…the boy is a young apprentice to his father and during 2022 winter vacation he even moulded the stupa of Tempa (Buddha)
By Sonam Deki
The Skills Training and Education Pathways Up-gradation Project: Summary Sector Assessment – Education mentions, “In order for Bhutan to continue growing as a lower middle-income economy, skills development is required to address the unmet need for medium and advanced skills. The development of skills will also assist Bhutan’s youth in finding long-term employment that will lay the groundwork for eradicating poverty and promoting equitable growth. Youth unemployment is a problem that the government is aggressively addressing because they are currently considered to be a vulnerable population in Bhutan.”
Likewise, Ugyen Tandin Rabzang, Class V, is a young apprentice to his father, who is learning from his father the art of making clay statues. He is also the class representative.
Ugyen Tandin Rabzang said, “I started learning little by little from very early on. When I was in class 4, I learnt the most of what I know now about clay moulding. I even constructed the Stupa of Tempa in the winter of 2022. Even now, I still work with my father after I get home from school. The pieces make me internally happy.”
The young man said, “When I grow up, I want to be a doctor by profession because those are the vocations people consider stable. However, clay moulding will always be my love and something that I do in my free time.
According to a study by a Ph.D. student at the Carson Newman-University, the involvement of parents in their children’s education has a positive effect on their achievements; the more they are involved, the better the child performs.
Pema Thinley, father of a child deserves appreciation for bequeathing his knowledge and skill of moulding clay statues to his son.
Pema Thinley, after completing his class 10 he enrolled himself in Kawajangsa Zorig Chusum’s clay sculpture program in 2006. He studied clay sculpture for three years in Nepal before returning to help with clay moulding lessons in Gelephu. In 2016, he went to Serbithang where he worked as support staff because his revenue from clay sculptures was insufficient. Even though his contract with the company has expired, he continues to works on clay moulding as a hobby. He is currently employed by the Barshong Hospital as a support staff.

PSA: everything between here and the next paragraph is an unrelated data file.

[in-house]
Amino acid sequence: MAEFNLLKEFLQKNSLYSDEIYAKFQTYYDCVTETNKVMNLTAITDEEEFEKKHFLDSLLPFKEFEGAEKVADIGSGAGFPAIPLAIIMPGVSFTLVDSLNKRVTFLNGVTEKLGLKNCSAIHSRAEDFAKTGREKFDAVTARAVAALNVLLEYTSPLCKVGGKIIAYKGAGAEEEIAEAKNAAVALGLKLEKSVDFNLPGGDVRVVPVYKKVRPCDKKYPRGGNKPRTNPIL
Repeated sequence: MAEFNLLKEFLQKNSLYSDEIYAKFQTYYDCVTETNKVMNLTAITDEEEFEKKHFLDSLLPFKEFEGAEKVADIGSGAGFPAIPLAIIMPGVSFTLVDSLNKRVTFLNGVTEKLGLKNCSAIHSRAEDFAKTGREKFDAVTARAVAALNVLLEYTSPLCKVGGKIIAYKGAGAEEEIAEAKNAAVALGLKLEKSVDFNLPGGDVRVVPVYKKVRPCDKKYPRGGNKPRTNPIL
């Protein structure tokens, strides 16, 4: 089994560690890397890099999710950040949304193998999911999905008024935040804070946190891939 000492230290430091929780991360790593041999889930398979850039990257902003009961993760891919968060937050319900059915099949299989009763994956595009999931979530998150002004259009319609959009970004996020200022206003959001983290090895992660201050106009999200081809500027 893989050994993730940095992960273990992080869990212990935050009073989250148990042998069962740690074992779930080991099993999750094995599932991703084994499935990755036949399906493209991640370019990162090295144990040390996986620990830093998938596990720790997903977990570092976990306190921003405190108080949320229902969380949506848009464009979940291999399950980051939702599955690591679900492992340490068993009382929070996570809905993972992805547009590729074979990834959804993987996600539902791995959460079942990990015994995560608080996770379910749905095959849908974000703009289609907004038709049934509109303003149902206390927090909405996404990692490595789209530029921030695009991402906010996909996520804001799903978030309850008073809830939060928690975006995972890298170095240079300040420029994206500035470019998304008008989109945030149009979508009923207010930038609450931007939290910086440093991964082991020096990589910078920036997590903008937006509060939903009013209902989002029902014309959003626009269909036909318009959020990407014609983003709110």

Pema Thinley said, “The amount is variable; sometimes we make approximately Nu. 20,000 or Nu. 30,000 per month, and other times we make about Nu. 10,000. As my children graduate from school, I plan to work full time on my interests.”
He said, “I have four sons; Ugyen Tandin Rabzang is the oldest among them and he is only 11 years old. I occasionally help him learn the technique for creating clay statues, and he is doing well, so I believe he will make incredible Jimzo (clay artisan) in the future. For the time being, his studies come first therefore I always make sure he completes his homework and revision before starting to mould clay statues. Not only is he doing great in Jimzo, he is doing well in his studies too.”
One cannot entirely rely on study to thrive in this world. He said, “One should also improve their abilities.” “I make sure to pay him a little bit as well because he’s working and learning at the same time,” he continued.
“Tandin’s passion in clay moulding has also influenced the parents of other children, which is why they are also talking about sending their children to study this craft as well,” he said in his conclusion. “But I haven’t received anyone yet.”
Minister Karma Dorji, Ministry of Industry, Commerce and Employment said, “The prosperity of nations depends on the presence of skilled workers. Due to the need for trained workers in both the public and commercial sectors, TVET graduates have a variety of employment options.”